REVIEW:

I’m pretty sure when William Shakespeare wrote Hamlet, he did not have any notion that there would ever be a “sequel” to it. Well folks, here have Hamlet 2, but fret not, the film is not a sequel to Shakespeare’s play. The title comes from a play that is performed during the film. Confused yet?

What is this about?

With his department in danger of being cut, high school drama teacher Dana Marschz pens a heretical sequel to William Shakespeare’s “Hamlet” and exhorts his students to stage it in this sardonic comedy that riffs on the “inspirational teacher” genre.

What did I like?

Support the arts. There is a real problem in this country, and it involves the eradication of arts programs in schools, while sports and other activities go untouched. Without going into “preachy” territory, this film touches on how this very subject, when it is said that the theater department will be cut at the end of term. Also, Steve Coogan’s character apparently doesn’t get paid for teaching. How that happened, I don’t quite know. It is nice to see a film bring about awareness to the general public, though.

Push the boundaries. Remember the days when people weren’t walking on eggshells? A time when we weren’t afraid of offending anyone and if we did, so what? When did we get so soft and easily offended, I wonder? At any rate, this titular play is a mess, I won’t dispute that, but the hodge-podge of characters, including a modern take on Jesus is what we need today. Something that will remind everyone that it is ok to laugh and not be offended, as long as the comedy isn’t malicious. This makes me glad that this film was very limited in its release because, much in the same way the school cracked down on the play, I can imagine studios would have had a cow about the subject matter and demanded it be changed.

Babysitter. Remember Elisabeth Shue? Well, she may best be known as the babysitter in Adventures in Babysitting. She did a few films after that, but for the most part she disappeared from the business, only to resurface in this playing herself. While she hasn’t become a huge star since, her career has benefitted, as she has had a couple of lead roles, most notable in Piranha 3D. Say what you will about this flick, and celebrities making comebacks in small independent films playing themselves (remember Neil Patrick Harris in Harold & Kumar Go to White Castle), it seems to work.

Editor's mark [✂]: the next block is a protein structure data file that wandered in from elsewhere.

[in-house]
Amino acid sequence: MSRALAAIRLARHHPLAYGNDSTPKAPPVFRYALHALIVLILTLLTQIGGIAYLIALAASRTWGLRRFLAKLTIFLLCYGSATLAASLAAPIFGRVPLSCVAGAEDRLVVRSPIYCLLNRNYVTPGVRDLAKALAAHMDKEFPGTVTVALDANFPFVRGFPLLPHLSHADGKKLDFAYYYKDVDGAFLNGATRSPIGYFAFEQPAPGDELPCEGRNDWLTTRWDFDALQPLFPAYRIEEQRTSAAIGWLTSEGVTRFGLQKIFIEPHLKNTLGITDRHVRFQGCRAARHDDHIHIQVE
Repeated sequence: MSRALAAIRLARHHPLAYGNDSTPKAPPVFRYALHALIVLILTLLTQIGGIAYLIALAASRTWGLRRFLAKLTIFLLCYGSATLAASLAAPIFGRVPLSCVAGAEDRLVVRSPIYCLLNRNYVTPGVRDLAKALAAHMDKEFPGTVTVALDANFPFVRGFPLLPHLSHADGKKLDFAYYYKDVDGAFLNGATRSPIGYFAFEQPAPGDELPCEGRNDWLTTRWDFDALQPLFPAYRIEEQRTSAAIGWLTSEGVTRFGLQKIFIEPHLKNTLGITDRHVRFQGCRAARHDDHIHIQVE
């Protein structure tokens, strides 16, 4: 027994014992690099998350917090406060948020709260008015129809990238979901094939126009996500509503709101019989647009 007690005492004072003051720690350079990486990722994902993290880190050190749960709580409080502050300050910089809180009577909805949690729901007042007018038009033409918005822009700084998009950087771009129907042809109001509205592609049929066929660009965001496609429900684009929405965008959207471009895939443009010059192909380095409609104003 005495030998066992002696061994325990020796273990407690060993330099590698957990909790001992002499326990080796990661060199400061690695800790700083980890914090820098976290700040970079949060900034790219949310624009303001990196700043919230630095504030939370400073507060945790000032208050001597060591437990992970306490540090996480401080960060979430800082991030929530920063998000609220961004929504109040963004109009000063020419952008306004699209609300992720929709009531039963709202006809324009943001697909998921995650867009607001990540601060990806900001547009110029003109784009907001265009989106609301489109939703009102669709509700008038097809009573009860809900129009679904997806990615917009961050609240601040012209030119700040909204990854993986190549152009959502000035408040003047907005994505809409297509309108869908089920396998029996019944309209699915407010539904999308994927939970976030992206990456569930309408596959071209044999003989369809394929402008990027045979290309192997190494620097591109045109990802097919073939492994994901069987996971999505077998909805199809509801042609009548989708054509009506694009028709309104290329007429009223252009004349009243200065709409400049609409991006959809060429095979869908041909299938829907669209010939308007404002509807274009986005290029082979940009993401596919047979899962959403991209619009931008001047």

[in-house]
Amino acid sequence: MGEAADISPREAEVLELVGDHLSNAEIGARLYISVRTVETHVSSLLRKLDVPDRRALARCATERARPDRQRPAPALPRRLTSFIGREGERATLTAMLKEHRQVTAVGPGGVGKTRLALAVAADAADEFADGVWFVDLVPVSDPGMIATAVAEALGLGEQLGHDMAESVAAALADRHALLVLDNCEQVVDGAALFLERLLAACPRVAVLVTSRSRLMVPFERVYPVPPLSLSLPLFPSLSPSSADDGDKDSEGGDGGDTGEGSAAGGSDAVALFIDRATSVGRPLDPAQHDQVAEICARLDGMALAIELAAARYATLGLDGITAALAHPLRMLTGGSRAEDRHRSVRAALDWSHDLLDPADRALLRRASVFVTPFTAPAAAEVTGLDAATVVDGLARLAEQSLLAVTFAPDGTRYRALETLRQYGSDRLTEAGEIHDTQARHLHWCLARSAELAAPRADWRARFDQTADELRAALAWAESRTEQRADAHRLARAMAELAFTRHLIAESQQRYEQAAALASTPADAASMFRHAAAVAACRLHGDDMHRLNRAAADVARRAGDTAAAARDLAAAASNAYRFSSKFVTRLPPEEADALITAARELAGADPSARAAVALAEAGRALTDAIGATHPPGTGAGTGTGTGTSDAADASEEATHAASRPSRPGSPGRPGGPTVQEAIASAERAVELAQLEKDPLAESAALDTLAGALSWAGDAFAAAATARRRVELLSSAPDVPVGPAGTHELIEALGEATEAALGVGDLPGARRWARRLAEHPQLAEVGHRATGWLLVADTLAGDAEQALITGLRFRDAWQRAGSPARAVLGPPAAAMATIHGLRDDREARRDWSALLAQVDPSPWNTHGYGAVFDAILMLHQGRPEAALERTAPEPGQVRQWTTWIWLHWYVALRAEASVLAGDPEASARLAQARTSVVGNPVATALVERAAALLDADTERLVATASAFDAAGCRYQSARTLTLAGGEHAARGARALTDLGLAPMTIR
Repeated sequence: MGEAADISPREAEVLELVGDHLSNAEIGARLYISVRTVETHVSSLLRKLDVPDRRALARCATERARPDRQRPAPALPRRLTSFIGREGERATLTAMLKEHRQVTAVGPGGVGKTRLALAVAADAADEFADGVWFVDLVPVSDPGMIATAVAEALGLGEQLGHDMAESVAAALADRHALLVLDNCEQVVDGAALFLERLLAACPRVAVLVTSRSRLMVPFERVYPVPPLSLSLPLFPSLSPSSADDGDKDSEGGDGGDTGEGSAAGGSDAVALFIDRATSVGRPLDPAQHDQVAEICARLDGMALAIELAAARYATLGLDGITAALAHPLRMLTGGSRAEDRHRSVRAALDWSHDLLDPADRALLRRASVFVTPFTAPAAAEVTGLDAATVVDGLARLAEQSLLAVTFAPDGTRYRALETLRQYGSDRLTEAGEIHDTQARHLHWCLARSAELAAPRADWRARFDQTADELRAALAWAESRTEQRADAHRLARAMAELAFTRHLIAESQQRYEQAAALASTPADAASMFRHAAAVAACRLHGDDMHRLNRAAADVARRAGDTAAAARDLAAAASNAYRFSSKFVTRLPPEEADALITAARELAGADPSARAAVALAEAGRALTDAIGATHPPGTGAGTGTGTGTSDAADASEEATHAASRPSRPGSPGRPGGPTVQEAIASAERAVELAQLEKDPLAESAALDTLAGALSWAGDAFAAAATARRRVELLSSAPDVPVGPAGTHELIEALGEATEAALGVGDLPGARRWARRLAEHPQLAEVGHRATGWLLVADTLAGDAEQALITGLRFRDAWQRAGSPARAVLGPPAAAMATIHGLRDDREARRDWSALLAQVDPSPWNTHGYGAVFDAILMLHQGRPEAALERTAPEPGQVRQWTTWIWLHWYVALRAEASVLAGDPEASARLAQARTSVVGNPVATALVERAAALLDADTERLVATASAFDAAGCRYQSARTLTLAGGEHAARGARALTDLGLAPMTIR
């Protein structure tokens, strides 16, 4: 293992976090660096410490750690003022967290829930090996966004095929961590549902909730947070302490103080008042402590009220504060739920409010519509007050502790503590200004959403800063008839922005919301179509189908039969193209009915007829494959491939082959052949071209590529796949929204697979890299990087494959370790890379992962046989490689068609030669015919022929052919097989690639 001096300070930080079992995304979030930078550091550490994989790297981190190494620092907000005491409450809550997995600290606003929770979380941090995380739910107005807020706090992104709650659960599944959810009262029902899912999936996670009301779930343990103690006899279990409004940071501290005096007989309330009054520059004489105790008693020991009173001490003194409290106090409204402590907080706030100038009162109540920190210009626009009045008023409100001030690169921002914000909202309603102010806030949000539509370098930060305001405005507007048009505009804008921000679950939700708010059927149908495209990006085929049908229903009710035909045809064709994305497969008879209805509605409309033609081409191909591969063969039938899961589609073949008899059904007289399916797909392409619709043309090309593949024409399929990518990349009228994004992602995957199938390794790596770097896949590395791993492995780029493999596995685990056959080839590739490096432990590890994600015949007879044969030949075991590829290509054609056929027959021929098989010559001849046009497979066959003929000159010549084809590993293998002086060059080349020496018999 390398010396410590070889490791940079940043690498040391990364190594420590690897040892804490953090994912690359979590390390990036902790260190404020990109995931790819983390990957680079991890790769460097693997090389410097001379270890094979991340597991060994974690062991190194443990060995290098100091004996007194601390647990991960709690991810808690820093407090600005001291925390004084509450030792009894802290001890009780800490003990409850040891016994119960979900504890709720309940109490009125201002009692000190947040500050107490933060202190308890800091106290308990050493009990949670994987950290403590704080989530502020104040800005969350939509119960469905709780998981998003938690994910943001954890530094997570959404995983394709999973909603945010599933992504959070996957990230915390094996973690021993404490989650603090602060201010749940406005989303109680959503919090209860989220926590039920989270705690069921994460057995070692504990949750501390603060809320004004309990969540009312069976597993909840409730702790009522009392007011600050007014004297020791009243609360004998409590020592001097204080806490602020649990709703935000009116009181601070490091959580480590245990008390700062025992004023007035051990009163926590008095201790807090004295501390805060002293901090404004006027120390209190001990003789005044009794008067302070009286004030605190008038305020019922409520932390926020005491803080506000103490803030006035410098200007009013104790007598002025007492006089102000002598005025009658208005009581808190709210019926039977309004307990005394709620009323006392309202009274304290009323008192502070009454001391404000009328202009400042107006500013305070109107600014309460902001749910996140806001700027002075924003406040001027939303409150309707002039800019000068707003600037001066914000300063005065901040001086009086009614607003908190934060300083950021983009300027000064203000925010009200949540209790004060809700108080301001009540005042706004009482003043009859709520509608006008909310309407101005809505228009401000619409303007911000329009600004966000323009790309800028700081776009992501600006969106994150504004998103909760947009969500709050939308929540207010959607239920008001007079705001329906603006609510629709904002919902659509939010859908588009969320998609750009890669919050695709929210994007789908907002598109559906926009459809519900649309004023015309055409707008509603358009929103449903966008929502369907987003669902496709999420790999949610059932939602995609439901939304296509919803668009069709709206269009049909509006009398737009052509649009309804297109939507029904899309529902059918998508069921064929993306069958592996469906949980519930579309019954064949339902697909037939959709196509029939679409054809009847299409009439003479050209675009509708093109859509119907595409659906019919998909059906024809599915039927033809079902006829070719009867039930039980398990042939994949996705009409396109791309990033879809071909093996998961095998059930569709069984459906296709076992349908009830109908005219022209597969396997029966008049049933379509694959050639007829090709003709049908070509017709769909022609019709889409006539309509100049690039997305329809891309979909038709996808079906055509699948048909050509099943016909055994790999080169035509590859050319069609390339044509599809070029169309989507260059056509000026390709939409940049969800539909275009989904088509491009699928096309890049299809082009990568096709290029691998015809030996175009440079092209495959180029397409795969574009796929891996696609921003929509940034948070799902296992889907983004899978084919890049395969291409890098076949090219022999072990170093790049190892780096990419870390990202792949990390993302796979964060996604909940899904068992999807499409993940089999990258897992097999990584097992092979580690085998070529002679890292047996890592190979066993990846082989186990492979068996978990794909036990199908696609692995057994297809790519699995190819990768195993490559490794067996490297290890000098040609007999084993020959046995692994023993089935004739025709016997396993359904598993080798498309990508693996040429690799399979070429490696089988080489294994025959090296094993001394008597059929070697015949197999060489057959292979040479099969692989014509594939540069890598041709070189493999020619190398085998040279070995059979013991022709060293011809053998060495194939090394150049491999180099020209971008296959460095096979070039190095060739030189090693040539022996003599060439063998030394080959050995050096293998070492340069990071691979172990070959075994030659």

What didn’t I like?

Home life. In school, did you ever think about what kind of home life your teachers had? I know I didn’t, with the exception of pregnancies, divorces, etc. Life changing events like that, you can’t help but wonder. I’m sure these students are no different, especially the ones that were just shoved into that class because they couldn’t put them anywhere else. So, if the kids don’t care, why should we? Someone didn’t get this memo, because anytime they could slip in Coogan’s wife, their roommate, and various other personal problems, they did. Was this meant to develop his character? Perhaps, but I’m not sure that is succeeded.

Acting…or overacting. Playing a theater teacher can’t exactly have been easy. I say this because on top of conventional acting, one has to overact. With this character Coogan is playing, he really has to overdo it, but I wonder if it was too much. The eccentricities of this character are well-known before we’re even half-way through the picture. Does Coogan need to go as overboard as he does? That really is up to the individual to judge, but I wasn’t a fan.

Class. This is what appears to be a fairly large high school. How is it that only 2 kids sign up for drama each year? I can understand the shoving of the other kids into that class. That kind of thing happens at all schools. What doesn’t happen, though, is the complete lack of students. If this kind of thing went on in any other place, the drama teacher would have been fired, or the program cut due to lack of interest.

Hamlet 2, the independent comedy that had all the promise in the world, but fell flat on its face. Still, it has developed a bit of a cult following. People, such as myself, will watch, no matter what. Do I recommend this? Yes, it is the kind of film that will start plenty of discussion around the water cooler.

3 1/2 out of 5 stars

Assasination of a High School President

Posted in Comedy, Drama, Independent, Movie Reviews with tags , , , , , , , , on July 28, 2010 by Mystery Man

PLOT: